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Five big questions about Mulvaney-led CFPB

With leadership of the Consumer Financial Protection Bureau resolved by a federal court, the banking industry is eager to find out what interim head Mick Mulvaney plans to do once he gets a handle on the agency.

Mulvaney, who is also the director of the Office of Management and Budget, has pledged to change direction at the CFPB, focusing less on new rules and more on easing access to credit.

He has already instituted a 30-day hiring and policymaking freeze and is reviewing all rules and guidance, as well as pending enforcement actions and investigations. Though he has acknowledged that some final rules like the small-dollar payday lending rule are beyond his authority to change in the short-term, many in the industry believe otherwise and are gearing up to encourage him to change effective dates and reopen old rulemakings.

The task ahead for Mulvaney will not be easy or quick, however.

"An administrative agency can't just repeal rules that are in effect by fiat, and it can't ignore what Congress has instructed it to do," said Warren Traiger, senior counsel at Buckley Sander. "An agency can't just declare rules void; it needs to go through the same rulemaking process to amend or negate what's out there, and that process has to withstand the standard of not being arbitrary or capricious."

The mortgage industry in particular wants clearer guidance from the CFPB on a host of mortgage regulations mandated by the Dodd-Frank Act. The bureau is required to review some of its rules within five years after they take effect, which presents Mulvaney and the industry with an opportunity to change course.

"There will be tweaks to the rules overall, and opportunities for modifications to adjust issues of concern for the industry," said Quyen Truong, a partner at Stroock & Stroock & Lavan, and a former CFPB assistant director and deputy general counsel. "Overall it would take some time before any major changes are made to the existing rules or new rules or guidelines are adopted. I don't think that there will be major actions right away; there will be gradual modifications."

Following are five key questions now that Mulvaney is solidly in charge:

Mick Mulvaney, acting CFPB director.
With leadership of the Consumer Financial Protection Bureau resolved by a federal court, the banking industry is eager to find out what interim head Mick Mulvaney plans to do once he gets his arms around the controversial agency.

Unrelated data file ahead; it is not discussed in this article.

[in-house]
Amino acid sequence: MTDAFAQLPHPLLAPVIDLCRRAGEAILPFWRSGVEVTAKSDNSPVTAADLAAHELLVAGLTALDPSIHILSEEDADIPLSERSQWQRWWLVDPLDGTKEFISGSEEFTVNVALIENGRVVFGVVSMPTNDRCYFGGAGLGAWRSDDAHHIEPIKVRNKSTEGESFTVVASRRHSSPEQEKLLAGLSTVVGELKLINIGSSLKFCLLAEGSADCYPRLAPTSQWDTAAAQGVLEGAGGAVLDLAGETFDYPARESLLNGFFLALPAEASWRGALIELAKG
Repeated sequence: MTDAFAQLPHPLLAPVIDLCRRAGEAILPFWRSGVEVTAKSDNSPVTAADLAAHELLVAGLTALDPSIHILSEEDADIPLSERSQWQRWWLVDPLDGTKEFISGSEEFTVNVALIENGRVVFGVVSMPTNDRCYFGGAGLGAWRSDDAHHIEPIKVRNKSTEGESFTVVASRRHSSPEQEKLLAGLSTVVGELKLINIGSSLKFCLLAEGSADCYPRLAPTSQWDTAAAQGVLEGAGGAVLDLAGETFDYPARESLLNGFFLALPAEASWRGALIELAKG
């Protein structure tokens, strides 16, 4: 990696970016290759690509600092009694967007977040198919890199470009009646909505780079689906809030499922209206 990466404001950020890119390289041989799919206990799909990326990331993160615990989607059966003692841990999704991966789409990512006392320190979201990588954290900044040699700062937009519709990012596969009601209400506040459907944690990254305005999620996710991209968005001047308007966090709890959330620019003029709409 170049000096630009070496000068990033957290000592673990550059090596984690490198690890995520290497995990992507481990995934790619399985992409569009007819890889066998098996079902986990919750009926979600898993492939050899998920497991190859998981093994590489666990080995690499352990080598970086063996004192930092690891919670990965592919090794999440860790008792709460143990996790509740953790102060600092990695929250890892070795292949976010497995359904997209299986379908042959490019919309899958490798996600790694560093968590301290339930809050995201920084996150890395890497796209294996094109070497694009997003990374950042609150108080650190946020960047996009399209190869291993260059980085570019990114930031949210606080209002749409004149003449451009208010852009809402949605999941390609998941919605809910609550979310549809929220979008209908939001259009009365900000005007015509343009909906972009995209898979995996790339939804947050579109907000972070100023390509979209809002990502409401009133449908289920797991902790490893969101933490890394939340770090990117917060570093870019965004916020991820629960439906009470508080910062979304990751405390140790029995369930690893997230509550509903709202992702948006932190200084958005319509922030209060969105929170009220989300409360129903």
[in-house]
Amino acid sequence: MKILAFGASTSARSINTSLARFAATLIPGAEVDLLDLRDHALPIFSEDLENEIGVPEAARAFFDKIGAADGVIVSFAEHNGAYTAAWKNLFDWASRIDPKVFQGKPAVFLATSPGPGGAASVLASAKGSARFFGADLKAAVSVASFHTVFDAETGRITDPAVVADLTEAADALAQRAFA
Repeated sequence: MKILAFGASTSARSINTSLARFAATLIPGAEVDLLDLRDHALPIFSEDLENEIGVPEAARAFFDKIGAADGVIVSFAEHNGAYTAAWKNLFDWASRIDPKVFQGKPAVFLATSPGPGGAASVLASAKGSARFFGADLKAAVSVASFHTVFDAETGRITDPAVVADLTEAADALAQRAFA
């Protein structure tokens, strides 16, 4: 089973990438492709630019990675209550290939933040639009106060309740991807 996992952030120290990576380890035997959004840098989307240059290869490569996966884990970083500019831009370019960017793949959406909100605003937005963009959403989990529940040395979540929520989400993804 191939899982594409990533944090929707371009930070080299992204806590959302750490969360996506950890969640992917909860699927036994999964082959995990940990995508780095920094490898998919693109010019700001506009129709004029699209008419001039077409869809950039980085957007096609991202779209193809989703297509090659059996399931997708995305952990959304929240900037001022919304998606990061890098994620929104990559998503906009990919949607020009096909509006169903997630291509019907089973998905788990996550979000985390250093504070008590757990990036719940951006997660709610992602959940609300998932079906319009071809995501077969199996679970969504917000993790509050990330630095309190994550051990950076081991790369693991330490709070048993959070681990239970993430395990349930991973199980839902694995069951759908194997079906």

Mulvaney, who is also the director of the Office of Management and Budget, has pledged to change direction at the CFPB, focusing less on new rules and more on easing access to credit.

He has already instituted a 30-day hiring and policymaking freeze and is reviewing all rules and guidance, as well as pending enforcement actions and investigations. Though he has acknowledged that some final rules like the small-dollar payday lending rule are beyond his authority to change in the short-term, many in the industry believe otherwise and are gearing up to encourage him to change effective dates and reopen old rulemakings.

The task ahead for Mulvaney will not be easy or quick, however.

"An administrative agency can't just repeal rules that are in effect by fiat, and it can't ignore what Congress has instructed it to do," said Warren Traiger, senior counsel at Buckley Sander. "An agency can't just declare rules void; it needs to go through the same rulemaking process to amend or negate what's out there, and that process has to withstand the standard of not being arbitrary or capricious."

The mortgage industry in particular wants clearer guidance from the CFPB on a host of mortgage regulations mandated by the Dodd-Frank Act. The bureau is required to review some of its rules within five years after they take effect, which presents Mulvaney and the industry with an opportunity to change course.

"There will be tweaks to the rules overall, and opportunities for modifications to adjust issues of concern for the industry," said Quyen Truong, a partner at Stroock & Stroock & Lavan, and a former CFPB assistant director and deputy general counsel. "Overall it would take some time before any major changes are made to the existing rules or new rules or guidelines are adopted. I don't think that there will be major actions right away; there will be gradual modifications."

Following are five key questions now that Mulvaney is solidly in charge:
President Trump at a meeting where Nancy Pelosi and Chuck Schumer canceled their appearance
Is Mulvaney going to be a figurehead and leave the day-to-day operations to someone else?
Mulvaney told reporters this week that he would split his time between CFPB and OMB, working six days a week until President Trump can nominate a permanent successor who is confirmed by the Senate.

But many observers believe he will hand the reins of day-to-day operations to a trusted lieutenant, given the fact that the Trump administration is facing a looming potential government shutdown. Senate Minority Leader Chuck Schumer and House Minority Leader Nancy Pelosi canceled a planned meeting with President Trump on Tuesday after the president said on Twitter that a budget deal was unlikely to happen. The two sides have until Dec. 9 to agree to a plan.